We spend a fair bit of time around here talking about what skills we need to develop, hone, etc., to continue to serve our clients best.
I used to be a photographer. Oh, I still shoot all the time, but mostly for fun. Lately, though, I've been getting back into a more documentary/photojournalism mindset about my shots. Do I get a lot of calls to shoot professionally? No. But there are some projects I'd like to do for the business that would benefit from some images, and Steve and I are both investigating ways of upgrading our presentations and proposals. Art is one way.
Another way is straight graphics -- composition, layout, design. I used to do this work some -- I got an A in commercial design in high school and was accepted to the prestigious design school at NC State -- but gave it up to work with words. I rely on those skills as a project manager and creative director. In today's world, Steve's my go-to guy for design (after all, he's a famous font designer!). Today he registered for a one-day intensive workshop with Edward Tufte to make his design skills even sharper.
I'm also stretching my creative writing muscles again, something I haven't really done much of since handing off the writers group I formed in Los Angeles. The return's spurred by the selection of my short story, "Them That Gots Shall Get" in Intrepid Media's upcoming short story anthology. I'm revisiting some older pieces, and trying to get into a groove to create some new ones. My motivation isn't getting published, though that's a great outcome. Rather, I'm interested in toning my writing and working some techniques and voices that I don't/can't in my work-related verbiage.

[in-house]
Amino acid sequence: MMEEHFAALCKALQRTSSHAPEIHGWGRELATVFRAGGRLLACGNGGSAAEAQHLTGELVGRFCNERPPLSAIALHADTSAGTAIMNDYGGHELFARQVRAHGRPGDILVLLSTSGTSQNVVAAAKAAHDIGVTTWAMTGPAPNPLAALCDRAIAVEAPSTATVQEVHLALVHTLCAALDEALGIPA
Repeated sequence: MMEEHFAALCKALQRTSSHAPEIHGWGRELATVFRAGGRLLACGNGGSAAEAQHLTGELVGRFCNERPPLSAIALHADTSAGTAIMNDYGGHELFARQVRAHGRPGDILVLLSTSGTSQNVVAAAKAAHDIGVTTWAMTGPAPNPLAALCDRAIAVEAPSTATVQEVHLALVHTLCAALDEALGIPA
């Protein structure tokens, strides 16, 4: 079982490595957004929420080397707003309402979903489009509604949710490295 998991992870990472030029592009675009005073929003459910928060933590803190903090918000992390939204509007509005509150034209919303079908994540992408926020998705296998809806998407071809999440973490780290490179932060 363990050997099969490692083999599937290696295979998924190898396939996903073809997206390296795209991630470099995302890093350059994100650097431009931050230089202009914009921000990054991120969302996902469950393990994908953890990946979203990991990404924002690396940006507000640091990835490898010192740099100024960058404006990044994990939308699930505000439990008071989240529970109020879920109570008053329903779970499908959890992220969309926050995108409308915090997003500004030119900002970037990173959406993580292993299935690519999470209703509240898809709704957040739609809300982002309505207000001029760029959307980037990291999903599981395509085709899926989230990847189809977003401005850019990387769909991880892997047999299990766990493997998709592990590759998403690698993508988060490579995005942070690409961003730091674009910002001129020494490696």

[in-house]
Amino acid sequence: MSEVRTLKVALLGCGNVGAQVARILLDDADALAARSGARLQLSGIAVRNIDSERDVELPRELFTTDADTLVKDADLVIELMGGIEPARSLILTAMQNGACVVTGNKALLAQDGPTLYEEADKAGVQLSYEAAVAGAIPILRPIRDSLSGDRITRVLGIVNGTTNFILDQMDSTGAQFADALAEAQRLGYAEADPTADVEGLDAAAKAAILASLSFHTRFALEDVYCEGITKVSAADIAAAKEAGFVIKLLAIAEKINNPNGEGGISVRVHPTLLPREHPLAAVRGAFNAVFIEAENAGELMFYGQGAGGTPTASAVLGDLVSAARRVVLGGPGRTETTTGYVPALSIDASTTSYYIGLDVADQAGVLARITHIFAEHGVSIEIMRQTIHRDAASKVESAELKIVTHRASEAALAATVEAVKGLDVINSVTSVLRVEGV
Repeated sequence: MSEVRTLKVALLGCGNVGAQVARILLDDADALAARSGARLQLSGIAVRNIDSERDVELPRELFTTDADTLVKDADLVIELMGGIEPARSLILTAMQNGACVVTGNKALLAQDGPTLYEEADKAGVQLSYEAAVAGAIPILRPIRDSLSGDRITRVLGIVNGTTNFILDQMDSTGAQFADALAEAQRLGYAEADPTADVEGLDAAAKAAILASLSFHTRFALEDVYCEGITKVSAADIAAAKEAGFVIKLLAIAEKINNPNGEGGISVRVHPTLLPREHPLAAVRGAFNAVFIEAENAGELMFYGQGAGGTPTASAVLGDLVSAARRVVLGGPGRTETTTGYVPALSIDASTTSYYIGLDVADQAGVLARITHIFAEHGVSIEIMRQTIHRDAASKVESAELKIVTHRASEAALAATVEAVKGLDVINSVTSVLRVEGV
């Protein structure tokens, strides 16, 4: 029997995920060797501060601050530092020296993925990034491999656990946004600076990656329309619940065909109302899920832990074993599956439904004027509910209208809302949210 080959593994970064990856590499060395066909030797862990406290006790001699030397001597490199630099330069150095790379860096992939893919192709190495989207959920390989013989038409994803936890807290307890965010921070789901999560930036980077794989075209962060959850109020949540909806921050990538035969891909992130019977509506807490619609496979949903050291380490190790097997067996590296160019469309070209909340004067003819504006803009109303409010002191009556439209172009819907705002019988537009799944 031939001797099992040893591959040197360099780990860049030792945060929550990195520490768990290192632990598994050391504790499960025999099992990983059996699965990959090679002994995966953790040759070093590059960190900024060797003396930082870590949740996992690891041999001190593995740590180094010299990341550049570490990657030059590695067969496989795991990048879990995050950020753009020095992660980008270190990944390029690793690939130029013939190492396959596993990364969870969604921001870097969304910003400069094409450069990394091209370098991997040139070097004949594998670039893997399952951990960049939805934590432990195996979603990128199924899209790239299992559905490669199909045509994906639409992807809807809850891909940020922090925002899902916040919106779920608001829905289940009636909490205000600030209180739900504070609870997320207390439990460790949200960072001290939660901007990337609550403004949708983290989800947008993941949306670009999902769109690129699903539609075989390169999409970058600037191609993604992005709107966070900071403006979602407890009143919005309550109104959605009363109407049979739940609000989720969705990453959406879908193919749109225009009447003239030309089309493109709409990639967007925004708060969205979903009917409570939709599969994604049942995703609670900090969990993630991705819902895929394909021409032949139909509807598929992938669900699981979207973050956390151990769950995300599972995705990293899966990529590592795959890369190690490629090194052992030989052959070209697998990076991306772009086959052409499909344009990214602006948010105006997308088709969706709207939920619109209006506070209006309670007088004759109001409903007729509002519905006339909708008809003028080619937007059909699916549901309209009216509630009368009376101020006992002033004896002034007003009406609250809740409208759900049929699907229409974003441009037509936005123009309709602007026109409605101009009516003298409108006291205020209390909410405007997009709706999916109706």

Live & Learn
Carolyn and Claire are getting into the act, too. Claire's revisiting her design capabilities. Back in the day when she was interning for me, she was the go-to gal for ad design and illustration. She's mostly been writing in the intervening years, but the other day we were talking about those old skills and the spark was fanned! Carolyn's been taking some classes to develop new styles/genres of writing, including humorous essays.
What's the point? Here at The Word Factory, we think it's important to stretch, to condition, to stay in shape for work. The landscape isn't getting less competitive and we're not getting younger. This is one way to make sure we stay in the game.
What are you doing to hone your skills or develop new ones? Are you keeping up with what your business and your clients need?